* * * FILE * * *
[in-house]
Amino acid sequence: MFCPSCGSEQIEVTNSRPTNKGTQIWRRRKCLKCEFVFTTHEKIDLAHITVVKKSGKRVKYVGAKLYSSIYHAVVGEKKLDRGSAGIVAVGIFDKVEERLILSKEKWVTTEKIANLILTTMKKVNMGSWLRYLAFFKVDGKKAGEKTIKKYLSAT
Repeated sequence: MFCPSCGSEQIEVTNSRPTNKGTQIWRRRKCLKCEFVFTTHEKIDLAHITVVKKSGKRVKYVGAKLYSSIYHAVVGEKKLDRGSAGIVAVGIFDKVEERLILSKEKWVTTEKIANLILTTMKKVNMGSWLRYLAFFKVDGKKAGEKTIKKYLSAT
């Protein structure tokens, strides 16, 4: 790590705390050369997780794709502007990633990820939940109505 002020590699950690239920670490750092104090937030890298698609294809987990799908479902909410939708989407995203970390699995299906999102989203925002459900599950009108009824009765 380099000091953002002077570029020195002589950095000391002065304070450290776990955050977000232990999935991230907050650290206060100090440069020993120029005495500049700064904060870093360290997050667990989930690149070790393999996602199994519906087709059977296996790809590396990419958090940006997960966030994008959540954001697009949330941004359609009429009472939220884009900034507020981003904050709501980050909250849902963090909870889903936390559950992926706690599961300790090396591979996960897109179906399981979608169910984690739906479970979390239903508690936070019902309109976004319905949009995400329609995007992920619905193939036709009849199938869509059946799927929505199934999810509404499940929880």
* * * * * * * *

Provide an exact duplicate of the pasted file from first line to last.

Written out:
[in-house]
Amino acid sequence: MFCPSCGSEQIEVTNSRPTNKGTQIWRRRKCLKCEFVFTTHEKIDLAHITVVKKSGKRVKYVGAKLYSSIYHAVVGEKKLDRGSAGIVAVGIFDKVEERLILSKEKWVTTEKIANLILTTMKKVNMGSWLRYLAFFKVDGKKAGEKTIKKYLSAT
Repeated sequence: MFCPSCGSEQIEVTNSRPTNKGTQIWRRRKCLKCEFVFTTHEKIDLAHITVVKKSGKRVKYVGAKLYSSIYHAVVGEKKLDRGSAGIVAVGIFDKVEERLILSKEKWVTTEKIANLILTTMKKVNMGSWLRYLAFFKVDGKKAGEKTIKKYLSAT
């Protein structure tokens, strides 16, 4: 790590705390050369997780794709502007990633990820939940109505 002020590699950690239920670490750092104090937030890298698609294809987990799908479902909410939708989407995203970390699995299906999102989203925002459900599950009108009824009765 380099000091953002002077570029020195002589950095000391002065304070450290776990955050977000232990999935991230907050650290206060100090440069020993120029005495500049700064904060870093360290997050667990989930690149070790393999996602199994519906087709059977296996790809590396990419958090940006997960966030994008959540954001697009949330941004359609009429009472939220884009900034507020981003904050709501980050909250849902963090909870889903936390559950992926706690599961300790090396591979996960897109179906399981979608169910984690739906479970979390239903508690936070019902309109976004319905949009995400329609995007992920619905193939036709009849199938869509059946799927929505199934999810509404499940929880």